One night after a Grateful Dead show in San Francisco, she accosted Jerry Garcia and told him that she needed his home phone number because her husband was going to be his new piano player. Unbeknownst to her, the Dead’s keyboardist at that time, Ronald “Pigpen” McKernan, was sick and would soon have to stop touring due to his illness. Garcia handed over his phone number and soon after, both Keith and Donna, joined the Grateful Dead. Donna performed in the band as a back-up vocalist.

That website goes on to say,

Godchaux recorded and toured with the Grateful Dead for eight years, until, in 1979, both she and her husband left the band by mutual agreement. Keith was addicted to drugs and his playing suffered; Donna was an alcoholic, and had a violent temper when she drank. After Sex Pistols singer Sid Vicious died of an overdose in January 1979, Donna decided that she’d had enough, and flew home two days before the end of the band’s tour.

In a Rolling Stone article, Donna Jean talked about the differences between being a studio singer and singing with the Dead.

 “I was a studio singer, never singing off-key. I was used to having headphones and being in a controlled environment.

“Then, all of a sudden, I went to being onstage with the Dead in Winterland,” she continues. “Everything was so loud onstage. And not to mention being inebriated.”

Today is Donna Jean Godchaux’s birthday!

It’s true that some Deadheads don’t appreciate Donna Jean’s voice, and she was screechy at times, but like the rest of the band, when she was on, she was really on. I like her singing more often than not, and appreciate what she contributed to the Grateful Dead.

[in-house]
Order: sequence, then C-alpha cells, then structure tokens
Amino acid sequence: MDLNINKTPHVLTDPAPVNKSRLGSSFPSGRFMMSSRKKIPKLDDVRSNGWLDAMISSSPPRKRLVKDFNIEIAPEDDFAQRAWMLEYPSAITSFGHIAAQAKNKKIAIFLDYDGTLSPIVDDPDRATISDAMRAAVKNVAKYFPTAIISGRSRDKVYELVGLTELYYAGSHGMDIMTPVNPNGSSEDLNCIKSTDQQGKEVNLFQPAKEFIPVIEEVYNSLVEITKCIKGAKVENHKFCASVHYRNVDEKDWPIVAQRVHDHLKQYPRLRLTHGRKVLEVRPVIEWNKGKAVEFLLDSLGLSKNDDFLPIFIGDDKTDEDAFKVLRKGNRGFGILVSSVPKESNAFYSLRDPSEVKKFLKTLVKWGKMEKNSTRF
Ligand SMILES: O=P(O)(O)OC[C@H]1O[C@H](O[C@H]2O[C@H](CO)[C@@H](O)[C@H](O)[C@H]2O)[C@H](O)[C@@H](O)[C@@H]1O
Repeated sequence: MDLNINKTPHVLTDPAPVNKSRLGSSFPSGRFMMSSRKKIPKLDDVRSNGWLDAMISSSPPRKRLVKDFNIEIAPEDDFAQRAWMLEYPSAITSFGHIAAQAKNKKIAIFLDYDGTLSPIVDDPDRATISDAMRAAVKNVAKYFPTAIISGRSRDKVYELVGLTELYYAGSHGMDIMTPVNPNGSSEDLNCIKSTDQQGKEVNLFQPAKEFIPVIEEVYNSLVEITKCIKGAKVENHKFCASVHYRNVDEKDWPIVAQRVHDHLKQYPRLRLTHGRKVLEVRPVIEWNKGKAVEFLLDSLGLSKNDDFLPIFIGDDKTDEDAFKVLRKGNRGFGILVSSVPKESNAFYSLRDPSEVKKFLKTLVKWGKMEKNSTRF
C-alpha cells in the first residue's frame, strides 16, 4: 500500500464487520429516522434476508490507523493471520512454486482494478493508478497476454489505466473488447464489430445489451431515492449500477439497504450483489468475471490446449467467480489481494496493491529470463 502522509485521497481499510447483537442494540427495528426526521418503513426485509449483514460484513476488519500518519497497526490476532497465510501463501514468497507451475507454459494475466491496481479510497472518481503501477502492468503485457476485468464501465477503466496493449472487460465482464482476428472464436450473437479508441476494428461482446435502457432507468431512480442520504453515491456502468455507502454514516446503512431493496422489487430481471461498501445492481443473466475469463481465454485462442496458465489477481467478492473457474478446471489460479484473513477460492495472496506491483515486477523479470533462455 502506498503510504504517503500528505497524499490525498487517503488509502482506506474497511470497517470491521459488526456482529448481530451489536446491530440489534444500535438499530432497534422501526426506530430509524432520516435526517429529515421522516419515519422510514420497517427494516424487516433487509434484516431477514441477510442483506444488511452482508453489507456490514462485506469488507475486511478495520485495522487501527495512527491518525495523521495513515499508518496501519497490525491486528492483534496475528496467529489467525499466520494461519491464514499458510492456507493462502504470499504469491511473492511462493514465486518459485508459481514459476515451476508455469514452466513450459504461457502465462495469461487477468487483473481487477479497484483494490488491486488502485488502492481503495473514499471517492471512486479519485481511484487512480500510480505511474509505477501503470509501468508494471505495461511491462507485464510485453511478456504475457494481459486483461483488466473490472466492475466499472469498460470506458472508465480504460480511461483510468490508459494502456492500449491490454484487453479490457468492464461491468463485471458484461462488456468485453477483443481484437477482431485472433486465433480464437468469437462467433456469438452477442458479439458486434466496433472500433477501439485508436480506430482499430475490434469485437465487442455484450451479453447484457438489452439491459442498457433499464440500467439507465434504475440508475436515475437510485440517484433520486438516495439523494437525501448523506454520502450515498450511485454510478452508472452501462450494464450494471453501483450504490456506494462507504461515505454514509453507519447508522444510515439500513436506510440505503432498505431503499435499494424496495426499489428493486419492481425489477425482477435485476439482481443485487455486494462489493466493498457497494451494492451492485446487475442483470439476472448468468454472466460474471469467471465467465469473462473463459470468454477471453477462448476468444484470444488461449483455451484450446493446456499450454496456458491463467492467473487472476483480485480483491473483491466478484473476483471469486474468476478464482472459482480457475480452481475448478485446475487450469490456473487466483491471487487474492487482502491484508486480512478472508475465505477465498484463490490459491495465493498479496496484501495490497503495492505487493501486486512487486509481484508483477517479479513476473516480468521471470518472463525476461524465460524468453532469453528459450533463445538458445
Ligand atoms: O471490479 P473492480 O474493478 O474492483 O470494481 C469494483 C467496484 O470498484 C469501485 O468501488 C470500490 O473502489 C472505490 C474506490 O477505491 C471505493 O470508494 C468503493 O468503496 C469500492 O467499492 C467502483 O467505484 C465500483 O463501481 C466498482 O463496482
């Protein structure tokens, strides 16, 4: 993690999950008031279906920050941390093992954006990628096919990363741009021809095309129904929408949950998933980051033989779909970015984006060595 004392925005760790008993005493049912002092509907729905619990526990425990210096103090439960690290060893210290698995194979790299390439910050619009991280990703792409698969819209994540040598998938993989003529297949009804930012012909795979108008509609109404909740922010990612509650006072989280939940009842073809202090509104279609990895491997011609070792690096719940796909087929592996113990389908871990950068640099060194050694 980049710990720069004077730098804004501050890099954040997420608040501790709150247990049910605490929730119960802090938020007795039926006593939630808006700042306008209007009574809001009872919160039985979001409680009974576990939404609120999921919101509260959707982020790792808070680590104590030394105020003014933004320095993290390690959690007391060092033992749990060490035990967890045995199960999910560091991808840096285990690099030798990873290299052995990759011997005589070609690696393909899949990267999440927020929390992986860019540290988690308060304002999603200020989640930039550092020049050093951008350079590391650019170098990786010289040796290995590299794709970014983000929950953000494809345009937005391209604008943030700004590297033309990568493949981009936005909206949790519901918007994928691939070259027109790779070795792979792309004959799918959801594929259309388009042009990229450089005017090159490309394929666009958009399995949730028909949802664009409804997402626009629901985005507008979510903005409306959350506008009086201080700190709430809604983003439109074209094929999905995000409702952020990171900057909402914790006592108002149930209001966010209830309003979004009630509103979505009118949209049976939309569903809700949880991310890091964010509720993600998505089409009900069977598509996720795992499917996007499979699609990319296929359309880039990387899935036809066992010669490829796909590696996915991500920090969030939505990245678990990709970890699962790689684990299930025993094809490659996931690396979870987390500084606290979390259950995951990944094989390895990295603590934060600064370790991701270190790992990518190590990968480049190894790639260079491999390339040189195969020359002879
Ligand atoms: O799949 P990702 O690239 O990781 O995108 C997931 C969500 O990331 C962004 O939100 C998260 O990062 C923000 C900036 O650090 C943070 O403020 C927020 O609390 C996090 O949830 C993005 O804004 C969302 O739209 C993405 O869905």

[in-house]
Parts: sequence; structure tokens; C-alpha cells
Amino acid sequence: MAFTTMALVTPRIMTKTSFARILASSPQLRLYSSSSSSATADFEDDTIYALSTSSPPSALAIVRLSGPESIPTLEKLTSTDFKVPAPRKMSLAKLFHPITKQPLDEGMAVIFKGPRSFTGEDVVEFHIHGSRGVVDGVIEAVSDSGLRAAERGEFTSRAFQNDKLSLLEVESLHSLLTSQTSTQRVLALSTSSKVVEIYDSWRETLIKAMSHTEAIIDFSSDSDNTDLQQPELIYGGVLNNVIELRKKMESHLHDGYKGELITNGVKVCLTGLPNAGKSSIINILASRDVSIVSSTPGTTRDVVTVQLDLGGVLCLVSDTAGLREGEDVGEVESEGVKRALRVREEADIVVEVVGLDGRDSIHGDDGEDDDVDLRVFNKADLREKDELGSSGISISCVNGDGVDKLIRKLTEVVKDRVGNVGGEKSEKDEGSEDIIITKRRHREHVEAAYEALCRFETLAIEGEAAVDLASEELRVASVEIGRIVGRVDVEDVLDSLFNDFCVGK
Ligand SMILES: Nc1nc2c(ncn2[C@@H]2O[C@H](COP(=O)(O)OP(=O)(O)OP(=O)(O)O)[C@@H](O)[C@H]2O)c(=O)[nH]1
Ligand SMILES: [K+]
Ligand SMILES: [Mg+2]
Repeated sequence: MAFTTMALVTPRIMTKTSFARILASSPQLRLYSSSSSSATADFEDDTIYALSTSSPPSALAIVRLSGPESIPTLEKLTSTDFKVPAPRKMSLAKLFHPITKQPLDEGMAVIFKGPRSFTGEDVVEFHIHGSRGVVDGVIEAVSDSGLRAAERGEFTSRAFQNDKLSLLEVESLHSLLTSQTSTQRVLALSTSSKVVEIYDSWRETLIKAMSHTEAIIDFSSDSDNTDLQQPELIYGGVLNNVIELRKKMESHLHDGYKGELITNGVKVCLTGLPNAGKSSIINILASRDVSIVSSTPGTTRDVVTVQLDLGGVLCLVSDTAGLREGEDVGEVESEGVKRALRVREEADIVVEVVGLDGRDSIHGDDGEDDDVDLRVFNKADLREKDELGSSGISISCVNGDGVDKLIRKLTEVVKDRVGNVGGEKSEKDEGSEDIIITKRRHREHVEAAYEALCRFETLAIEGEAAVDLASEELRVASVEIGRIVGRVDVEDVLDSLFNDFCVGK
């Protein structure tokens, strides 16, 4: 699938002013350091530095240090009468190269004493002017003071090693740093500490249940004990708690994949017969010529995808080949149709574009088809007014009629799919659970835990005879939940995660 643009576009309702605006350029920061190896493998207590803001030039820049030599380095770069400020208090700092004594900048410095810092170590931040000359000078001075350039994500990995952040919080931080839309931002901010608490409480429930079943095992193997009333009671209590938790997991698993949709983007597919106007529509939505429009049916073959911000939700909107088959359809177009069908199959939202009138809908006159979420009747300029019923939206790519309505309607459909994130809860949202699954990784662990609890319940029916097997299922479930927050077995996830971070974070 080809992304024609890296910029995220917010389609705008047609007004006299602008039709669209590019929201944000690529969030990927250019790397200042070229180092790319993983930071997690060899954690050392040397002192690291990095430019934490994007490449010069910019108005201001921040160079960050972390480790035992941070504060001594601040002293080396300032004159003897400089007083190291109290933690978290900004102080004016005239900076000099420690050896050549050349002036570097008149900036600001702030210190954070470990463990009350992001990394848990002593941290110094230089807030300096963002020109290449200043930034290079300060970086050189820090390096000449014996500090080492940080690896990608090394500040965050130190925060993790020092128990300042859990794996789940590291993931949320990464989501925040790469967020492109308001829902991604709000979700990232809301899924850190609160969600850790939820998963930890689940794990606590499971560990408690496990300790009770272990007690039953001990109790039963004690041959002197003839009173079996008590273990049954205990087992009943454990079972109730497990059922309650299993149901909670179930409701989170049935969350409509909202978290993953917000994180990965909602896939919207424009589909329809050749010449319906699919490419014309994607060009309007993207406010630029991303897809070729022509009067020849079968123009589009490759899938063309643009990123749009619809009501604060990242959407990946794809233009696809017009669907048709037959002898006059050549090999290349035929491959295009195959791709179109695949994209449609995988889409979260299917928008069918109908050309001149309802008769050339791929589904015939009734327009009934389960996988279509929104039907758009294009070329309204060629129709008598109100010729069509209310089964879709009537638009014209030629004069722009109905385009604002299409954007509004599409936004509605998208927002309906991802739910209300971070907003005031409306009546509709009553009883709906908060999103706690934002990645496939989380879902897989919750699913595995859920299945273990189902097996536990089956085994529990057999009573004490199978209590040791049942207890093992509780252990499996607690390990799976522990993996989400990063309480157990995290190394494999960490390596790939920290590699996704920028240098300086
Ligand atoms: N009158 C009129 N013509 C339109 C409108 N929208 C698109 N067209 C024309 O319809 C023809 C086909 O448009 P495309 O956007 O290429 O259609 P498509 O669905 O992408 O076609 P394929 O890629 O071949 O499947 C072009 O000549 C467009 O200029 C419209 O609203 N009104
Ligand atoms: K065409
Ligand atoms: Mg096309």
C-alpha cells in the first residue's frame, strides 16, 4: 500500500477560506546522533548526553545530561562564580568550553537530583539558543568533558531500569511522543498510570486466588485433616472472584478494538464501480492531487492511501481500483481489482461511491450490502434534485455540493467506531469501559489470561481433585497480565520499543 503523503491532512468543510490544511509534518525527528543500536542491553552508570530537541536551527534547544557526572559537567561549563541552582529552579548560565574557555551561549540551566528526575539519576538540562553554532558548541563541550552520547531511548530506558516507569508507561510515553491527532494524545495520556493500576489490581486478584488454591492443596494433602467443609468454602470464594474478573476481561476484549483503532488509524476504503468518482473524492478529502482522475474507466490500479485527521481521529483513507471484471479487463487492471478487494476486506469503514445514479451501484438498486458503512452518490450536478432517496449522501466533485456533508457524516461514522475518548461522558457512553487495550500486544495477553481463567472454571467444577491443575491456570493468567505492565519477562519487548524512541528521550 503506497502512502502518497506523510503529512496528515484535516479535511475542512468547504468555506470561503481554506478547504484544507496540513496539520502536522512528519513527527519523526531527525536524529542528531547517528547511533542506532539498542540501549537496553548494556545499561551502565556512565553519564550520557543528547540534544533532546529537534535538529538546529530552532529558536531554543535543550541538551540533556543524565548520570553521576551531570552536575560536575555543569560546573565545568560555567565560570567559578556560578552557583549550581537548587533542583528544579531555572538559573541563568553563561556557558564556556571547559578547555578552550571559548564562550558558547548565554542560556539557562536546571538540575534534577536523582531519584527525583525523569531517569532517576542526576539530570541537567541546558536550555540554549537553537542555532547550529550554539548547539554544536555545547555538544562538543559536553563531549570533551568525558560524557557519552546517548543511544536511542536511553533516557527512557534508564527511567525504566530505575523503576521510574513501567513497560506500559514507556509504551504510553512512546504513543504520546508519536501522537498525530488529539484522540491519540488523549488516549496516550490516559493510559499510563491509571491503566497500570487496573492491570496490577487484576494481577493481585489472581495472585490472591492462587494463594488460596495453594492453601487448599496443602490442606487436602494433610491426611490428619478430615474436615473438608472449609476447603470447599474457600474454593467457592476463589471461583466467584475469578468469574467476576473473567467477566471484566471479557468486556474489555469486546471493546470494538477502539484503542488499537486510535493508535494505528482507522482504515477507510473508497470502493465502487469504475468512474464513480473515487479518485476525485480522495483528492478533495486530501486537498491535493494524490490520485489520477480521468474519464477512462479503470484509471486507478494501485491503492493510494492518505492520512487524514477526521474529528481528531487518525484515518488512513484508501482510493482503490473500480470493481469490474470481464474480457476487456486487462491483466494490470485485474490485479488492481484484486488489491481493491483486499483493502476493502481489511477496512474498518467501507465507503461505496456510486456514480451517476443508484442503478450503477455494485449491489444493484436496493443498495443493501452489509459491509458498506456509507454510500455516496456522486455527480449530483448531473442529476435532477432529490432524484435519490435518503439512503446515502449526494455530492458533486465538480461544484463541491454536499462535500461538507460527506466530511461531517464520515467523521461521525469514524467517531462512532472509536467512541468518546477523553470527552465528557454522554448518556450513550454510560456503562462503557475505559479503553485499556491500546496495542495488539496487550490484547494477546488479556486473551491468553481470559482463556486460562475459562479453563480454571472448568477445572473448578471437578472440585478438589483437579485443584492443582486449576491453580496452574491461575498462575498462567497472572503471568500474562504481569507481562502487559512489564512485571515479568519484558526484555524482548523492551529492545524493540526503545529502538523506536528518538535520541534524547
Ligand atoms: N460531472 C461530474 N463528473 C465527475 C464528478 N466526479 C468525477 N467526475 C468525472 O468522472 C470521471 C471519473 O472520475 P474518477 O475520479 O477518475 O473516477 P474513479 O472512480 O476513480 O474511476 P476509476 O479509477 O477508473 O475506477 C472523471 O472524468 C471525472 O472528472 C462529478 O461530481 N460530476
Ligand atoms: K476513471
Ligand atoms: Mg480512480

Happy Birthday, Donna Jean!

Deadheads

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Say what you will, but I’m pretty sure I manifested those people.

Exhibit  A: I’d been reading The Electric Kool-Aid Acid Test for about a week. I guess you could say I’d been savoring it. Oh man–Merry Pranksters and LSD! Just a day or so before, I’d gotten to the part where the Grateful Dead became the house band at the Acid Tests.

Exhibit B: Just the day before, I pulled out the hemp and began making necklaces between collecting parking fees. 

One Package of 400 feet 100% Natural Hemp Cord #20
I started with whimsical mushroom pendants sent to me by a friend. The necklace-making went so well (three necklaces made in a four hour shift), I figured I could do it the three slow days of my parking lot work week. I was working on a hemp necklace when the people pulled into the parking lot.

It makes perfect sensed to me: focus on Merry Pranksters + LSD + Grateful Dead, throw in the repetitive, meditative motion of making square knots from hemp, and Deadheads are bound to appear.

The people arrived in a puff of sage smoke, with maybe a bit of marijuana in the mix.

The car was banged up, a real beater, and was hauling a battered pop-up camper. I didn’t know who the people were at first. I thought maybe they’d mistaken the parking lot for a campground (as happens fairly often). I thought maybe they were just tourists in a scruffy car, regular people who wanted to see some trees.

When the car stopped next to me, the driver had to open his door to hear my rap. (My van’s driver-side window doesn’t go down, so I’m never surprised when I see other people in the same situation.)

Are y’all here for the trees? I asked, and the driver said yes.